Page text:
Passenger Transport August 2019 Vol 77 No 14 - 1

THE SOURCE FOR PUBLIC TRANSPORTATION NEWS AND ANALYSIS

Breaking
News
Sound Transit
Moves
Closer to Light Rail
On Floating Bridge

SOUND TRANSIT IN SEATTLE IS a step closer to a firstin-the-world achievement-operating light rail on a floating
bridge. The agency has completed installation of the first of
eight track bridges that will enable vehicles to transition onto
the bridge and specialized track attachments that minimize
weight and isolate stray current from the electric system that
powers the trains.
When it opens in 2023, Sound Transit's Blue Line light rail
will operate on the Homer M. Hadley floating bridge, which
crosses Lake Washington on I-90 to connect Seattle with
Mercer Island.
The agency is attaching almost 9,000 lightweight concrete
blocks to the bridge deck using epoxy. The rail is set on the
blocks, with steel tie bars placed between them to maintain
gauge, similar to standard railroad tie systems.
The eight track bridges have been specifically created to
compensate for six ranges of lake motion to enable trains
to travel safely from the fixed sections of the bridge to the
floating section. All of them should be in place by the end of
this year.

Sound Transit workers install rail on top of concrete blocks attached to
the surface of a floating bridge across Lake Washington.

MONDAY, AUGUST 5, 2019

| VOLUME 77, NO. 14

Examining Procurement
In the Changing
Mobility Landscape
THROUGHOUT THE YEAR, Passenger Transport highlights certain
areas of interest to the industry including, among others, technology,
sustainability and security. This issue looks at procurement and the
relationship between procurement practices and Mobility as a Service,
technology, diversity and inclusion and cyber-security.

Transforming Procurement to Transform Transit
BY JOHN ADLER
Vice President, Procurement
Dallas Area Rapid Transit

WHEN HE WAS RECOGNIZED AS APTA's
2016 Outstanding Public
Transportation Manager, DART
President/Executive Director
Gary Thomas said, "People
need to have transportation
choices; therefore, we must
continually seek opportunities
to enhance connectivity and
build an infrastructure that will
support current and future riders for decades to
come."
In his January 2019 Passenger Transport One
Question response, San Diego Metropolitan
Transit System CEO Paul Jablonski discussed
turning Mobility as a Service (MaaS) into reality through "unified leadership at all levels of
government and private enterprise." In another
January 2019 One Question response, Emmett
Heath, CEO of Community Transit, Snohomish
County, WA, discussed "collaboration with partners to ensure an easy customer journey."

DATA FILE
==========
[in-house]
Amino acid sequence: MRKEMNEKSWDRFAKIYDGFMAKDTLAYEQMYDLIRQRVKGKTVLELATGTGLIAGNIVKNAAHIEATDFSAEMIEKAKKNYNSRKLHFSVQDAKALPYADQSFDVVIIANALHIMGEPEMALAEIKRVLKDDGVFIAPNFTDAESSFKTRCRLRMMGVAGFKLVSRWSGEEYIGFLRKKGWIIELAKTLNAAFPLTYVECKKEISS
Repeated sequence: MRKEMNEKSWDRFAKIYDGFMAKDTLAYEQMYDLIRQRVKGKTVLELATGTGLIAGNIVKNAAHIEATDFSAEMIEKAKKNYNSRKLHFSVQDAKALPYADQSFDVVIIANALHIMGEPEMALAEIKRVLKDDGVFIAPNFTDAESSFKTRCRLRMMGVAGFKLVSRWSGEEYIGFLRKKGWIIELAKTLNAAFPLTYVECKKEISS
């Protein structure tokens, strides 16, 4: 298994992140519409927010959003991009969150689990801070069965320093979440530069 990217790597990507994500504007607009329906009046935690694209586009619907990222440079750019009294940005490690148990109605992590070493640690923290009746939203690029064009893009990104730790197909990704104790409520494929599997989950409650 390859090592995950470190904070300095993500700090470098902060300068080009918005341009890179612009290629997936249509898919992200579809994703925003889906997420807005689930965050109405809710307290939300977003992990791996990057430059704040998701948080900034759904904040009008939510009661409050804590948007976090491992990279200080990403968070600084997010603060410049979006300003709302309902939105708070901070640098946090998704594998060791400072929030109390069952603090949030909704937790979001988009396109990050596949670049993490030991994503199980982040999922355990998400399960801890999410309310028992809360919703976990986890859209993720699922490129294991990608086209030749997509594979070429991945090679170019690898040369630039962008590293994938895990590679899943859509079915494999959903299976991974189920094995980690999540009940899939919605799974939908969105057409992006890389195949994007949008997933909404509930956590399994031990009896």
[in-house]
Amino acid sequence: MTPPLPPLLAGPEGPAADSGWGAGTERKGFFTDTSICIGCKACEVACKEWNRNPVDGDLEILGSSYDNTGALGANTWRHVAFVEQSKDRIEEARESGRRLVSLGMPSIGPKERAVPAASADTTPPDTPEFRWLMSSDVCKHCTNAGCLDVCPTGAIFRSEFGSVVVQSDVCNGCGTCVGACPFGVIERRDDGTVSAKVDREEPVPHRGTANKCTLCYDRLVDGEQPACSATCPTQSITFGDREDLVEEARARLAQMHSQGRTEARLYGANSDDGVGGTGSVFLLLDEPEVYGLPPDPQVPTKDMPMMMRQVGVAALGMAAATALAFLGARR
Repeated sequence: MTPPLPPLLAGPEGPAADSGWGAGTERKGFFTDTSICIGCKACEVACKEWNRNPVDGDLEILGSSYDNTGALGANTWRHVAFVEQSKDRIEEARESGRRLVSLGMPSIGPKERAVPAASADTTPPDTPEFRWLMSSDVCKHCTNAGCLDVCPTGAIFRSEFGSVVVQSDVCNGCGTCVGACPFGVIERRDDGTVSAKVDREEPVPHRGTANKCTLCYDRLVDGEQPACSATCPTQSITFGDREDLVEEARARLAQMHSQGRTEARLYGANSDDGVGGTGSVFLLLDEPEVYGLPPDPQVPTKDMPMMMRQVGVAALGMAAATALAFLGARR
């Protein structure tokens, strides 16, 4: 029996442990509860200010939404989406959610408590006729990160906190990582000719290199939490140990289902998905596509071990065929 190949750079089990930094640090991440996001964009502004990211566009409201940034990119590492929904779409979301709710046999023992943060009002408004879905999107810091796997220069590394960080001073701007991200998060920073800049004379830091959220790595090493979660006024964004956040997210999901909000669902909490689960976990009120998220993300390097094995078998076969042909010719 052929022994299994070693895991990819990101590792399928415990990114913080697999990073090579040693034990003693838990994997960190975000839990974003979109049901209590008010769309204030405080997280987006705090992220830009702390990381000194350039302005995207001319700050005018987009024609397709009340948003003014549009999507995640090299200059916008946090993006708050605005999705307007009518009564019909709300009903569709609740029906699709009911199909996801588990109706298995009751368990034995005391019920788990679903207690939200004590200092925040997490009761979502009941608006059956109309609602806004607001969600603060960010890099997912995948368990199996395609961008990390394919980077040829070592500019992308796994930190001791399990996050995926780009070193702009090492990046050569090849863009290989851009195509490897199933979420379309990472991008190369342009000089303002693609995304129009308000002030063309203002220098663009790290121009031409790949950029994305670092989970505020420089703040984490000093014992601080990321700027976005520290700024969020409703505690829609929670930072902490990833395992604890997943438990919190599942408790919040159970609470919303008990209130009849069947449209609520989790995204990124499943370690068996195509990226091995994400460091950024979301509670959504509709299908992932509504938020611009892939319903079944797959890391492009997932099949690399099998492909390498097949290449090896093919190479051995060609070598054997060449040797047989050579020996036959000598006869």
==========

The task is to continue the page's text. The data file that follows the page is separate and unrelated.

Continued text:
By now every public transit property is, or at
least should be, chasing the concept of Mobility
as a Service. MaaS is about making mobility so
convenient that folks are willing to give up their
personal cars for public and private transportation services.
To deliver MaaS, we need a network of public
and private transportation providers wrapped
around a technology core. This network is a
patchwork quilt of interchangeable public and
private transit providers, applications, prime
contractors and subcontractors, and other
parts. Building this network goes far beyond our
traditional public procurement practices.

Our procurement challenge is to build the
procurement system that can make MaaS
a reality. What does it take to meet this
challenge?
In its 2013 paper, Charting the Course: Why
procurement must transform itself by 2020,
Deloitte predicted that procurement must focus
on four capabilities:
* Innovation and creativity;
* Linkage and alliance;
* Talent; and
* Technology and intelligence
These capabilities are essential today. In a
2016 survey of public stakeholders, including procurement officials, The Volcker Alliance
reported procurement weaknesses in program
and project management, requirements planning and understanding, business acumen and
financial analysis, problem solving and critical
thinking, risk analysis and management, market
alignment and expertise and other core competencies. We need to address these weaknesses
now while not losing sight of our principles of
full and open competition, transparency, and fair
and equitable treatment of suppliers.
It's time for public transit procurement to step
up and APTA is here to coordinate the effort.
The APTA Procurement and Materials Management Committee, Procurement Steering Committee, Technology Committee and Standards
Oversight Council are each focusing on procurement innovation. APTA is also offering four
Procurement Summit sessions during the 2019
APTA TRANSform Conference: a reimagined
Annual Meeting. (See page 3.)
We must transform procurement to transform
public transit.

PERSPECTIVES ON PROCUREMENT
CONTINUED ON PAGE 6



Passenger Transport August 2019 Vol 77 No 14

Table of Contents for the Digital Edition of Passenger Transport August 2019 Vol 77 No 14

Passenger Transport August 2019 Vol 77 No 14 - 1
Passenger Transport August 2019 Vol 77 No 14 - 2
Passenger Transport August 2019 Vol 77 No 14 - 3
Passenger Transport August 2019 Vol 77 No 14 - 4
Passenger Transport August 2019 Vol 77 No 14 - 5
Passenger Transport August 2019 Vol 77 No 14 - 6
Passenger Transport August 2019 Vol 77 No 14 - 7
Passenger Transport August 2019 Vol 77 No 14 - 8
Passenger Transport August 2019 Vol 77 No 14 - 9
Passenger Transport August 2019 Vol 77 No 14 - 10
Passenger Transport August 2019 Vol 77 No 14 - 11
Passenger Transport August 2019 Vol 77 No 14 - 12
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